See The Northern Lights
The Northern Lights are one of nature’s most amazing spectacles. And on your stay in Saariselkä, there is a chance that you’ll see them in all their full glory.
The best time to see them is from December to March, however, there are no guarantees on a cloudy day. Our trips run from late November to December, the prime time to catch a glimpse of this stunning display.
Did you know it’s now easier to predict when they’ll appear? This is all thanks to clever satellites keeping tabs on the sun’s activities.
You can download the app, ‘My Aurora forecast’ which will provide you with up-to-date predictions when you’re in Lapland. You’ll have lots of fun searching for them and getting out into the remote, snowy parts of Saariselkä.
There's many different ways to experience the Aurora Borealis, discover our Northern lights adventures.
Fun Facts About Lapland
Lapland is considered one of the most beautiful regions in Finland. It has been the subject of many children's books, movies, and songs for decades. At Santa’s Lapland, we bring this magical place that exists in these books to life.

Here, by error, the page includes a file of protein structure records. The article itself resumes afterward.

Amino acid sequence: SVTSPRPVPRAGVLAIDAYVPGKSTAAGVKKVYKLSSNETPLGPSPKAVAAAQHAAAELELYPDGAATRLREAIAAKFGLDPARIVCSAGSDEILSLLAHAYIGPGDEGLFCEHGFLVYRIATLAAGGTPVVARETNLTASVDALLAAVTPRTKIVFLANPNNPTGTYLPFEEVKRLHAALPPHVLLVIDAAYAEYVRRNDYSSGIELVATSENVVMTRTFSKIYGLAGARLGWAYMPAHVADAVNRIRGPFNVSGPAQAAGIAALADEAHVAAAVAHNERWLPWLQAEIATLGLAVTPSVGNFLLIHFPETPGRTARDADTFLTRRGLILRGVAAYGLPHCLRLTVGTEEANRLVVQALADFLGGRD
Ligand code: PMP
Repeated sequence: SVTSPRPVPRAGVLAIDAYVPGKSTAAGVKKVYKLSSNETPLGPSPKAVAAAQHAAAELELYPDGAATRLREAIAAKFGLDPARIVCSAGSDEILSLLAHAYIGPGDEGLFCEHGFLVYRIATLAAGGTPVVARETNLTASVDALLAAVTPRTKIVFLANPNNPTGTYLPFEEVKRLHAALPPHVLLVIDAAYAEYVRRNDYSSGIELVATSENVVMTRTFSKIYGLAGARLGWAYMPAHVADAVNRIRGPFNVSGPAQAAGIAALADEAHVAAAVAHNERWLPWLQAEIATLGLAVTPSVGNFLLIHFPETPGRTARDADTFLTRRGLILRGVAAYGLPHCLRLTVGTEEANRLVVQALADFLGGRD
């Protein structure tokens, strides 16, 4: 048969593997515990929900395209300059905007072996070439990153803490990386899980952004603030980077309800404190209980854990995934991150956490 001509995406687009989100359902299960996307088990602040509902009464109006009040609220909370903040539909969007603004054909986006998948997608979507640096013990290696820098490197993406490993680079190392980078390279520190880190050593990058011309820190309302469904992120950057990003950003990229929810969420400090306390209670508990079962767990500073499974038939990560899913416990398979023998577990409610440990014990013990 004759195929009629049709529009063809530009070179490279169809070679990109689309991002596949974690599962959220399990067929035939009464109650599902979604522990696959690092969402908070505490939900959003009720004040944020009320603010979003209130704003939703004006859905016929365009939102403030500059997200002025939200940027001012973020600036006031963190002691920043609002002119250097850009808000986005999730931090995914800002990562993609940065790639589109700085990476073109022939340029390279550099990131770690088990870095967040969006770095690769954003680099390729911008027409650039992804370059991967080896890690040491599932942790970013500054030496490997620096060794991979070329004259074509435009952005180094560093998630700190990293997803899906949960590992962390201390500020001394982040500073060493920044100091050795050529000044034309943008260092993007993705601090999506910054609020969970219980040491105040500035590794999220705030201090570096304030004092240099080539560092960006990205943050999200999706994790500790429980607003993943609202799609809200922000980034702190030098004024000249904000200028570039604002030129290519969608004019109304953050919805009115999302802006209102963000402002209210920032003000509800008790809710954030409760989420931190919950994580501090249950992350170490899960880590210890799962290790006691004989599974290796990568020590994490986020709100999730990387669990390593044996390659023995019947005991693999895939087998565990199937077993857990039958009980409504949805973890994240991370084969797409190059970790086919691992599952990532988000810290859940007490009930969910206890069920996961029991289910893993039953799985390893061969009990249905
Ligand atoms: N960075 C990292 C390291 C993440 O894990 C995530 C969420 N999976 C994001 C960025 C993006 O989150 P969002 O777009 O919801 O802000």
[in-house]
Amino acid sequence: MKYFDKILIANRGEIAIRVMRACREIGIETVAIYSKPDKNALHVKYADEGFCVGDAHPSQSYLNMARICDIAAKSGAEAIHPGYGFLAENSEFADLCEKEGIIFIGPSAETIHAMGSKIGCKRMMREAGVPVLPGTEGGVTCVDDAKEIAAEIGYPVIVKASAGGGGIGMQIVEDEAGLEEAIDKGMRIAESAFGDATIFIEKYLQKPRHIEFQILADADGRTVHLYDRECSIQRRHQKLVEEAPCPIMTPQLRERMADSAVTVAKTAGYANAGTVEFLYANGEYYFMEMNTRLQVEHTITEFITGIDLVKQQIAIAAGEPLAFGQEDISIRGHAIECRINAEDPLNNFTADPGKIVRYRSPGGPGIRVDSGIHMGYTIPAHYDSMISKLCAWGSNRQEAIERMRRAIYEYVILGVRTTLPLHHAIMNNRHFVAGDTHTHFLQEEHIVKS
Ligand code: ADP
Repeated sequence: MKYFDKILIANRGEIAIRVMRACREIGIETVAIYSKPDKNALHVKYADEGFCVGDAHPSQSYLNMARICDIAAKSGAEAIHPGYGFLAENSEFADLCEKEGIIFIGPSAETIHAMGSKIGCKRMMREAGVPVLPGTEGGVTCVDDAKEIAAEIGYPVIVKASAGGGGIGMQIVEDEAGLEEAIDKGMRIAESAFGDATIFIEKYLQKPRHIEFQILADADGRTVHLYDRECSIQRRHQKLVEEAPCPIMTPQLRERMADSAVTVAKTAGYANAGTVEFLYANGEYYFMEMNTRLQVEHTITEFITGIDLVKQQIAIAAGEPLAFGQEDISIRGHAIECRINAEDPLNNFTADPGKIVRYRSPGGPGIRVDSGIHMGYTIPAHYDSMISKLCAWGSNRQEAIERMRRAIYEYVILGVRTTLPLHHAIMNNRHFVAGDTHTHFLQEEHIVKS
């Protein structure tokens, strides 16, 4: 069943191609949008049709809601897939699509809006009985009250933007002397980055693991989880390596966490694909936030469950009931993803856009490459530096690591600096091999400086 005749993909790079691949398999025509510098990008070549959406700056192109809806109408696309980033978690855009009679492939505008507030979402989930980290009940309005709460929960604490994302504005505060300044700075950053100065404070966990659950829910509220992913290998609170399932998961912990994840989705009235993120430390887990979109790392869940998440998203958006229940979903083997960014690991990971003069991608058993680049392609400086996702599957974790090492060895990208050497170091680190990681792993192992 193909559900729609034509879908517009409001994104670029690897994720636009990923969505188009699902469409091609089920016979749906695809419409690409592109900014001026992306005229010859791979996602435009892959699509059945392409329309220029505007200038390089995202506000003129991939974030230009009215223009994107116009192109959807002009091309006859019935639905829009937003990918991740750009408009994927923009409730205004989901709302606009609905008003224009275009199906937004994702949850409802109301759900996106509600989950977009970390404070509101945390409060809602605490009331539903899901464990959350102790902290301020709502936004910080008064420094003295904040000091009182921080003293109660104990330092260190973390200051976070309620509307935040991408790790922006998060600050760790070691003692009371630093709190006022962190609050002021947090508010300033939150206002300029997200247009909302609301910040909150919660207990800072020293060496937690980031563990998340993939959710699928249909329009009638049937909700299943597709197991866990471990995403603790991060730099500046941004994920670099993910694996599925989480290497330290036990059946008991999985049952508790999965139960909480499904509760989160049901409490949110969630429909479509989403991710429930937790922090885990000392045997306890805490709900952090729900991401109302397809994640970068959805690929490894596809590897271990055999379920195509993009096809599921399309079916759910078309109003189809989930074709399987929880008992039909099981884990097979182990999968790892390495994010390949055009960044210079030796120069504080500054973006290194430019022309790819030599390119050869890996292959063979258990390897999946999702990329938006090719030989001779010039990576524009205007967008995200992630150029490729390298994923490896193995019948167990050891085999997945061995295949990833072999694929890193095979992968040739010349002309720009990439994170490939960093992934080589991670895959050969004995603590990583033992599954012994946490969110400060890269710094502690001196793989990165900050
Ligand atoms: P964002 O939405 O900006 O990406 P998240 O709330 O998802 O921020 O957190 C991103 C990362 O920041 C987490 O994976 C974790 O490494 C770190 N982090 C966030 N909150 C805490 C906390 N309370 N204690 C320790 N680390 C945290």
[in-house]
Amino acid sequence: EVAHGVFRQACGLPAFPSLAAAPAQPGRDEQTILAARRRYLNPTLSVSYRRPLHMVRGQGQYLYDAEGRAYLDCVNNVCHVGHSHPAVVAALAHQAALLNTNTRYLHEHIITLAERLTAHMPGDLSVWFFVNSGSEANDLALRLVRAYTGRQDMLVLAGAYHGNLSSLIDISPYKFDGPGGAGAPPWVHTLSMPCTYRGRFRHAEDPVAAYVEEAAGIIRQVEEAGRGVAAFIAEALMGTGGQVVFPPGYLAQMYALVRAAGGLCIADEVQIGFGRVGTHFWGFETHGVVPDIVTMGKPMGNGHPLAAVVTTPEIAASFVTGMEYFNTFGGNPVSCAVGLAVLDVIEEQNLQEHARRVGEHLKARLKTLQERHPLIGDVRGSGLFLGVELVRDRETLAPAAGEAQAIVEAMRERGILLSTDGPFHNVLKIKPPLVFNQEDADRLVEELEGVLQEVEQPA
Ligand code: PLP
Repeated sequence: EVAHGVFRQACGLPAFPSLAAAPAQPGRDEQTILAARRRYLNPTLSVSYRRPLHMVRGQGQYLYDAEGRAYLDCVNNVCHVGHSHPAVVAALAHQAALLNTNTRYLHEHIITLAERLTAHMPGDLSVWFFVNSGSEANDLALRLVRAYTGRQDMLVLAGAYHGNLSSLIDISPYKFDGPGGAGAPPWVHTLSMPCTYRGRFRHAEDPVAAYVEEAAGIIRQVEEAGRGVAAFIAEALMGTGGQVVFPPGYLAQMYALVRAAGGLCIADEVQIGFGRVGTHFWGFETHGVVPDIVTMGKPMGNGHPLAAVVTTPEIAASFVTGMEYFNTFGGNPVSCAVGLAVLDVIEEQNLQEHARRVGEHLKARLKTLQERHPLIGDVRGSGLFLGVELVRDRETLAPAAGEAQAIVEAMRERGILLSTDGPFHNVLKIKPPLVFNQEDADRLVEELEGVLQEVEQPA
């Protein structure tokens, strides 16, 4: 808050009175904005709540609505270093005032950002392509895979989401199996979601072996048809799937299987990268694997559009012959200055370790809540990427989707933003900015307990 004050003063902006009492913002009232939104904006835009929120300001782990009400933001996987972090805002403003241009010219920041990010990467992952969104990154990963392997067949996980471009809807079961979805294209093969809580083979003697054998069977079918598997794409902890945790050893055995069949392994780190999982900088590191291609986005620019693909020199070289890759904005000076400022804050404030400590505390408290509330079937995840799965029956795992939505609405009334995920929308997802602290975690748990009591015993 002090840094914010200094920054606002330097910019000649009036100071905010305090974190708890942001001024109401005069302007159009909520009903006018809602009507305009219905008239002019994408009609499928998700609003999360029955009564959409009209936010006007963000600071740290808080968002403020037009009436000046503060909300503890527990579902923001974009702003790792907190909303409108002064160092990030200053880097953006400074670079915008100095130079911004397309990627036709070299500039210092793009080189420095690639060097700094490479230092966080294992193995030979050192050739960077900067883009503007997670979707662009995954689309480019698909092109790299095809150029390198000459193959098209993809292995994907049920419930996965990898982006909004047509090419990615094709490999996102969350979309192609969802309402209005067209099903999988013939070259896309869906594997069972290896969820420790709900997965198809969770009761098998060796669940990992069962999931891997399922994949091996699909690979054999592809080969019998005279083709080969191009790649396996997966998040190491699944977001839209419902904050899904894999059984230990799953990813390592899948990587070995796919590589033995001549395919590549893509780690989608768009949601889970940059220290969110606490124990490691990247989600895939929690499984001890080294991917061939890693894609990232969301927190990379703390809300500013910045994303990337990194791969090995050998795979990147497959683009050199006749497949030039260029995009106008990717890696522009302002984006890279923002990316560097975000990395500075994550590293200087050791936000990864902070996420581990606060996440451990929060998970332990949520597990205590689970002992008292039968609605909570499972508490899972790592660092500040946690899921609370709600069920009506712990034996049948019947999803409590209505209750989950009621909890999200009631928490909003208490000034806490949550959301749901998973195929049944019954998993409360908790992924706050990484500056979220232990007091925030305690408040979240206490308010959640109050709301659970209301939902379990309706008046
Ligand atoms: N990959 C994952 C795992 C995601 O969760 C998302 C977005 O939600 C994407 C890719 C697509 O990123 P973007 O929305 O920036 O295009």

Lapland is huge!
Lapland covers a lot of ground. It's a region, not a country. In fact, it makes up about one-third of Finland's total area! Lapland stretches from the Arctic Circle in the north to the borders of Norway and Sweden and from east to west all the way down to Finland. It’s huge!
There’s More Reindeer Than Humans in Lapland
Lapland is the land of reindeer. The human population is tiny, with just over 200,000 reindeer compared to 178k humans. The ratio makes it a little easier to spot one of those antlers in the wild!
Every reindeer in Lapland has an owner, who may be a Sámi or someone from a reindeer husbandry family.
Reindeer are semi-wild, they are allowed to roam freely in the summer but are kept in more specific fenced areas in the winter period.
The National Costume of Lapland is Called Gakti
If you’re looking for a way to tell your Sámi friends apart from each other, the key things to look out for are their national dress. The gákti, or traditional dress, is worn by Lapland’s Sámi people and contains clues about all aspects of their lives. Everything from where the wearer is from, to whether they are married or not.